Parsons, Eliza (c. 1748–1811)

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Parsons, Eliza (c. 1748–1811)

British novelist and dramatist . Born Eliza Phelps around 1748; died in Leytonstone, Essex, England, on February 5, 1811; only daughter of a wine merchant; married a turpentine merchant who died in 1790; children: eight.

Selected works:

The History of Miss Meridith (1790); The Errors of Education (1791); Woman as She Should Be (1793); The Castle of Wolfenbach (1793); Lucy (1794); The Girl of the Mountains (1794); The Mysterious Warning (1794).

A popular writer of Gothic fiction, Eliza Parsons produced more than 19 works (one source cites 60 books, "all mediocre"), some of which were read by such notables as Horace Walpole, Elizabeth Montagu , the prince of Wales (future George IV) and his paramour Maria Anne Fitzherbert . Parsons also translated Molière's two-act farce The Intrigues of a Morning, which was produced at Covent Garden in 1792, and published six tales of Jean de La Fontaine under the title Love and Gratitude (1804).

Little is known about Parsons' early life. The daughter of a Plymouth wine merchant, she married a turpentine dealer by the name of Parsons at an early age and moved with him to London, where he relocated and expanded his business. After the enterprise burned to the ground in 1782, he secured an appointment with the Lord Chamberlain. It was not until her husband's death in 1790 that Parsons took up the pen to support her eight children. One of her popular novels, The Mysterious Warning (1796), is described by Joanne Shattock as "an adaptation of Hamlet, a moral fable about the destructive effects of the passions on man's hopes for salvation." Despite the novel's dark nature, Parsons wrote a dedication to the prince of Wales, noting: "I have never written a line tending to corrupt the heart, sully the imagination, or mislead the judgment of my young readers."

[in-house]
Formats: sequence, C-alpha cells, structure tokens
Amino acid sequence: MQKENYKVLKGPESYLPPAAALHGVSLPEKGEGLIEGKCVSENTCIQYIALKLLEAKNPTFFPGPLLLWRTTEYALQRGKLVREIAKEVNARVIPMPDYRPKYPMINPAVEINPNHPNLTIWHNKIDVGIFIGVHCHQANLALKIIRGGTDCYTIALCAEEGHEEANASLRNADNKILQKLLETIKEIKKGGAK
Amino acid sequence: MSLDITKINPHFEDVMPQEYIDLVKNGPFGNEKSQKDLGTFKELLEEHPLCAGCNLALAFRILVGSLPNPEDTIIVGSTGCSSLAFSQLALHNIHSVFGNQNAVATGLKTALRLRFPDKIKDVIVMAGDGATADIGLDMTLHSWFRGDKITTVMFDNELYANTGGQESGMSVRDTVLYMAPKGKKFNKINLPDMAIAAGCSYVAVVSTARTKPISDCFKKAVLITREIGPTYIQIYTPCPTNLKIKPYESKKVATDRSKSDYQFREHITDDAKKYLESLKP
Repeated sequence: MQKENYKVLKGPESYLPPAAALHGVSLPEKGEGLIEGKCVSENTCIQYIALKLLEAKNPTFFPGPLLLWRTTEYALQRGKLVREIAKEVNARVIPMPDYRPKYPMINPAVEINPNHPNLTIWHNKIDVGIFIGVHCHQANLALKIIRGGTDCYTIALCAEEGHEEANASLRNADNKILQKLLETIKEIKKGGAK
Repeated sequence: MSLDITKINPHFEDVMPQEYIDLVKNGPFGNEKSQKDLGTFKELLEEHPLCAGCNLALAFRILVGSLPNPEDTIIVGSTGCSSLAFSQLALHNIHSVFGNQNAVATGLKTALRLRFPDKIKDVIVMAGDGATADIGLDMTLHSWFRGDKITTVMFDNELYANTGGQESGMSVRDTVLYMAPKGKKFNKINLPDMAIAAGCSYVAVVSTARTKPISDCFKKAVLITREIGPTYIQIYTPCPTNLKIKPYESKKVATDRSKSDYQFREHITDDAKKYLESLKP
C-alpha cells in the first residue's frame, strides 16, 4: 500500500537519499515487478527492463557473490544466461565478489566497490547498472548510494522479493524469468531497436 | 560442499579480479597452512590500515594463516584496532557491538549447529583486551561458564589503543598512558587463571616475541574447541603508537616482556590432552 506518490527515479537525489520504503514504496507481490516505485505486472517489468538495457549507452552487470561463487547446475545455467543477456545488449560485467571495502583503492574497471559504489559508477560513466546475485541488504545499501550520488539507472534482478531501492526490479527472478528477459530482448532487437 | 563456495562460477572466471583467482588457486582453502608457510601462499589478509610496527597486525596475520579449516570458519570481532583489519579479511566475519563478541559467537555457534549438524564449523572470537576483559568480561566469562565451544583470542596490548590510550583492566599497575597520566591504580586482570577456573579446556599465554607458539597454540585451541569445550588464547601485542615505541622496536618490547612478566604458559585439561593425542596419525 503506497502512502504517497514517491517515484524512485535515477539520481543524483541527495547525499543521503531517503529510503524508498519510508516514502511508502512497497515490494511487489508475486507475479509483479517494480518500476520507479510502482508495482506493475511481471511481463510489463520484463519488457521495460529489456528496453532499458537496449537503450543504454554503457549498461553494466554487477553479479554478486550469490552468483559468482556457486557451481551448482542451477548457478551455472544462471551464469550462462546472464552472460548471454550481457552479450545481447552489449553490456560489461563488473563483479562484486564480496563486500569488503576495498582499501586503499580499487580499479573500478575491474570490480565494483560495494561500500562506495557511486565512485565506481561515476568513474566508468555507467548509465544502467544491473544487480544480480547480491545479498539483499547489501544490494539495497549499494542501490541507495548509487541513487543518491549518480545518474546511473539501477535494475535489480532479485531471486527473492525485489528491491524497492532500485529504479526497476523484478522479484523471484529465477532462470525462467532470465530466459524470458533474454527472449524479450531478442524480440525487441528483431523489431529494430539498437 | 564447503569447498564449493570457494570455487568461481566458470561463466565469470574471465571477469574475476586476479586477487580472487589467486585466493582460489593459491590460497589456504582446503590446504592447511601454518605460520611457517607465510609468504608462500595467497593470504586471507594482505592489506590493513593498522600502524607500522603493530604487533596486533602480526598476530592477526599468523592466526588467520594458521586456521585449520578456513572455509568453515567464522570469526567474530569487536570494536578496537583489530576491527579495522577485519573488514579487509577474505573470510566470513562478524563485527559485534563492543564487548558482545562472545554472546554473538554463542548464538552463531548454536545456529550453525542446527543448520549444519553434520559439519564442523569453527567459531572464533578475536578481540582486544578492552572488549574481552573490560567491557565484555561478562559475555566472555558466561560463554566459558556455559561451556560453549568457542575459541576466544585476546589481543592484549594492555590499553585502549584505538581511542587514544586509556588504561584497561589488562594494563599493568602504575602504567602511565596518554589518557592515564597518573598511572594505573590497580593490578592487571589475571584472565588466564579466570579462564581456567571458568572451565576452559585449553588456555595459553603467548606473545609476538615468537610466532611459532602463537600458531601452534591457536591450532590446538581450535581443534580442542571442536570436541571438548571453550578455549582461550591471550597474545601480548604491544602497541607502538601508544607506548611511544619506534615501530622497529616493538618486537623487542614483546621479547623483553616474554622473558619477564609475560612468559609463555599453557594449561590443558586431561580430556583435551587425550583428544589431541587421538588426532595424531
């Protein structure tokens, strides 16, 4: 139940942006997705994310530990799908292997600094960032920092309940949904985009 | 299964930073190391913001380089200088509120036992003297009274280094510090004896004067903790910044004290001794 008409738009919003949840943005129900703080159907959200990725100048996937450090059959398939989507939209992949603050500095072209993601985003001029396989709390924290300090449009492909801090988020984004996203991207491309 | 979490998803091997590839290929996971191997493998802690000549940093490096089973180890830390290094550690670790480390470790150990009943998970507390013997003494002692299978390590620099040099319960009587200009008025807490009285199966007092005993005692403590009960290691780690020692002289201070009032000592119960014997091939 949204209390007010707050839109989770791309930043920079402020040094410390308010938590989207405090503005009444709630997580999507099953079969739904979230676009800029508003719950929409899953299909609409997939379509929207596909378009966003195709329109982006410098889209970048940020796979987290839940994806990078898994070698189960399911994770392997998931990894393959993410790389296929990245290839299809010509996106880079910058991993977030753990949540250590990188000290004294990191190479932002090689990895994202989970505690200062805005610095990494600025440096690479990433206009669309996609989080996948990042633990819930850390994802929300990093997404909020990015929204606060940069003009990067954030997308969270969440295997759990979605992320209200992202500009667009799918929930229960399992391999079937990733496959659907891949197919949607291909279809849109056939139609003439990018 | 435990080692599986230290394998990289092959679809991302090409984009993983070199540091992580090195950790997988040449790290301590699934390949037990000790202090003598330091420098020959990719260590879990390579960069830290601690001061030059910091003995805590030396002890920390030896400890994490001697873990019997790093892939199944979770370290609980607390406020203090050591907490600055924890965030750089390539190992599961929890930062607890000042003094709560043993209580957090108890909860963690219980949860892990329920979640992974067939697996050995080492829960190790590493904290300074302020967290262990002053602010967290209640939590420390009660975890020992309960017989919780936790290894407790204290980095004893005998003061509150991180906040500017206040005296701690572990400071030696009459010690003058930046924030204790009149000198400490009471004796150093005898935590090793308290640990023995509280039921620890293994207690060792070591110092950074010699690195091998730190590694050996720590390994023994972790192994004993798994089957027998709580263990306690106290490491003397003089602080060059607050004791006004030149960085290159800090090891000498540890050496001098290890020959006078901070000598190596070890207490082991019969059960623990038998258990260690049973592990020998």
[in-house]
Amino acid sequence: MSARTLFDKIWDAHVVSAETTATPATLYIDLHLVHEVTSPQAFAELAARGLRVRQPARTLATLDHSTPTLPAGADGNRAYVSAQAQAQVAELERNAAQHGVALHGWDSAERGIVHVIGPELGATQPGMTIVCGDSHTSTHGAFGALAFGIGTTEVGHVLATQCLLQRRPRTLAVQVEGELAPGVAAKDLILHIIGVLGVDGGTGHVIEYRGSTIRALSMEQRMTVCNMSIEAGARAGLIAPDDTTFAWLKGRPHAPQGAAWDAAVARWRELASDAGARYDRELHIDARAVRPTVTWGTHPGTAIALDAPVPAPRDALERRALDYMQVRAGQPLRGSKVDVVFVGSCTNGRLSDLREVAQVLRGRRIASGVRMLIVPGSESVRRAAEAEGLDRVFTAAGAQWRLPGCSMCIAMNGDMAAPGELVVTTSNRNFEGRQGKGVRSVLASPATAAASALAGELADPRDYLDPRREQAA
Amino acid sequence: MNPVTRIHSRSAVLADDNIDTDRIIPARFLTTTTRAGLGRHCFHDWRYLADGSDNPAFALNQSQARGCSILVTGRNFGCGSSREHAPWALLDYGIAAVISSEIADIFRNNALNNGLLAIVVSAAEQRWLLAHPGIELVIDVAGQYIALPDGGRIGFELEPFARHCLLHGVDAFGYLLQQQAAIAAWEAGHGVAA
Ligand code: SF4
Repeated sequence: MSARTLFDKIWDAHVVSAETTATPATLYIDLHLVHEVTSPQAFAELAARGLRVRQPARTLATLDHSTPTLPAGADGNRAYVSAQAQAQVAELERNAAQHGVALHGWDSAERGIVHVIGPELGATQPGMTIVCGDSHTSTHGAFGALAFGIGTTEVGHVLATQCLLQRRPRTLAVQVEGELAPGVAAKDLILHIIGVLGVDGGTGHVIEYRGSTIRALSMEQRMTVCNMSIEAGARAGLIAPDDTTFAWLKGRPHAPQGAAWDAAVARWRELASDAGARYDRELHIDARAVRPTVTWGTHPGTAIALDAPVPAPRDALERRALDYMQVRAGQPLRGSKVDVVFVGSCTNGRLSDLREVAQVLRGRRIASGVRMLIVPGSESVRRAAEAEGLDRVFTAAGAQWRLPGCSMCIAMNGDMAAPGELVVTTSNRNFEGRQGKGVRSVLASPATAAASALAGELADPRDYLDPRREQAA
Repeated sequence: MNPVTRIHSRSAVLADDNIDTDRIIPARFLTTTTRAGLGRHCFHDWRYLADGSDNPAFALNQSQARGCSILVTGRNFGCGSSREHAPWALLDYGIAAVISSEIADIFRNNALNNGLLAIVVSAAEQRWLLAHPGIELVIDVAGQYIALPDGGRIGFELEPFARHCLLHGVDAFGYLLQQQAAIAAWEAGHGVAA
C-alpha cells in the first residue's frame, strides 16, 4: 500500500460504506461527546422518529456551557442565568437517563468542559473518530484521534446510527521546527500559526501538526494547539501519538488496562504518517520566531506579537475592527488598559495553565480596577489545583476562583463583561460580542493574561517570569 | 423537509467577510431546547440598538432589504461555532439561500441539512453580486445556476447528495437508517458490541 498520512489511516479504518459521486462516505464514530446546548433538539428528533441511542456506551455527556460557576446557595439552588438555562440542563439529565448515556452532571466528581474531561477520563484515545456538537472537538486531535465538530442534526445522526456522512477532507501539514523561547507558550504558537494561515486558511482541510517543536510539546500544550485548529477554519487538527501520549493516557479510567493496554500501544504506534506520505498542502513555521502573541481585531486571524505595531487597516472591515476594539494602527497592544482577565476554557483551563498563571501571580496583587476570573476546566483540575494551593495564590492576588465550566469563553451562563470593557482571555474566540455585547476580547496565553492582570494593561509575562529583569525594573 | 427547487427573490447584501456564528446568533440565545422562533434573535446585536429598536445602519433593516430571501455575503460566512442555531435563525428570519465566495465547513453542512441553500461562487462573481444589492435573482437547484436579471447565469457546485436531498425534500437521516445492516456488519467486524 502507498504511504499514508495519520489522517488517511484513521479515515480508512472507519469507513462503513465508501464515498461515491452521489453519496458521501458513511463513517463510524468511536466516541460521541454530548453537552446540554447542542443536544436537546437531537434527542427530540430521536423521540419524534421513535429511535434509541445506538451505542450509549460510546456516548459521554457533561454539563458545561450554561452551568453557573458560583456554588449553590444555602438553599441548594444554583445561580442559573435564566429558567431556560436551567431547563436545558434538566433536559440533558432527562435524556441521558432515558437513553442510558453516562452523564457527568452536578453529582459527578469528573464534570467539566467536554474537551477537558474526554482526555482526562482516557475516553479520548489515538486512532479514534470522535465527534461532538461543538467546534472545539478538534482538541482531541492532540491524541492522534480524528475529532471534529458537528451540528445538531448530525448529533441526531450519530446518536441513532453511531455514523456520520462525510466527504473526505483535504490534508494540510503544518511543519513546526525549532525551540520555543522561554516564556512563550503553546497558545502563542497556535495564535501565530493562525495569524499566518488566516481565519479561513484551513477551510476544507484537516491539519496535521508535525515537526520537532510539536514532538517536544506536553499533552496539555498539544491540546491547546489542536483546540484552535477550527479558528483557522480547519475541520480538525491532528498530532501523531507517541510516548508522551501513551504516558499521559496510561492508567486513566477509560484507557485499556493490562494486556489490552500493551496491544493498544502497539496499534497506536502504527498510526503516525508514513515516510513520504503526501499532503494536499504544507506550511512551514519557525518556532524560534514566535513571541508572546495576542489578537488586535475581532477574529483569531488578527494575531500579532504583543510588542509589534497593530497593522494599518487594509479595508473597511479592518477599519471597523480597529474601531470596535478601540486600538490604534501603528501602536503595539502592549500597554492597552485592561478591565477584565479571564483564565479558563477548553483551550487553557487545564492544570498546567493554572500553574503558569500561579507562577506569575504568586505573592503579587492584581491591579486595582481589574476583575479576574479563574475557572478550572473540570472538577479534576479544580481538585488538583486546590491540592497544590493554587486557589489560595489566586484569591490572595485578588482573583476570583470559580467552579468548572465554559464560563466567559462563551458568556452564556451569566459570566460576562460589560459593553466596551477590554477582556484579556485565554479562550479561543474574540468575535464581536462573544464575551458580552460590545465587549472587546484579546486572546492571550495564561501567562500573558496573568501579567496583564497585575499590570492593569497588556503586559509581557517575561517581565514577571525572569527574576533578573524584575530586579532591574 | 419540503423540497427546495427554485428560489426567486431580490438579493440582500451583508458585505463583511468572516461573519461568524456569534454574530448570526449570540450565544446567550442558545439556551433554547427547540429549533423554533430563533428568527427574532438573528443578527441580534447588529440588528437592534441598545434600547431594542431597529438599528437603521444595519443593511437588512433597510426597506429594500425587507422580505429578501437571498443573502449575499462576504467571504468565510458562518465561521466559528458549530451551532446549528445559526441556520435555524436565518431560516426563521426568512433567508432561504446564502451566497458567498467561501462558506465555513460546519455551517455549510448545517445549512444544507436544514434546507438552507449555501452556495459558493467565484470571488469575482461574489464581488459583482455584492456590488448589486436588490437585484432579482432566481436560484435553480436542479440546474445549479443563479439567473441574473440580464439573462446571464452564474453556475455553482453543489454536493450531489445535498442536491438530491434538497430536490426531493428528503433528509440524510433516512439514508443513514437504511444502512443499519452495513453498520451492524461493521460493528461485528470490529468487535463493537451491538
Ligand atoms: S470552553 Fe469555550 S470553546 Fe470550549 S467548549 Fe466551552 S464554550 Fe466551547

Although a widely read author, Parsons was barely able to make ends meet, and on at least one occasion narrowly escaped debtors' prison. She died in 1811, at which time only four of her eight children were still alive.


Shattock, Joanne. The Oxford Guide to British Women Writers. Oxford: Oxford University Press, 1992.

Barbara Morgan , Melrose, Massachusetts

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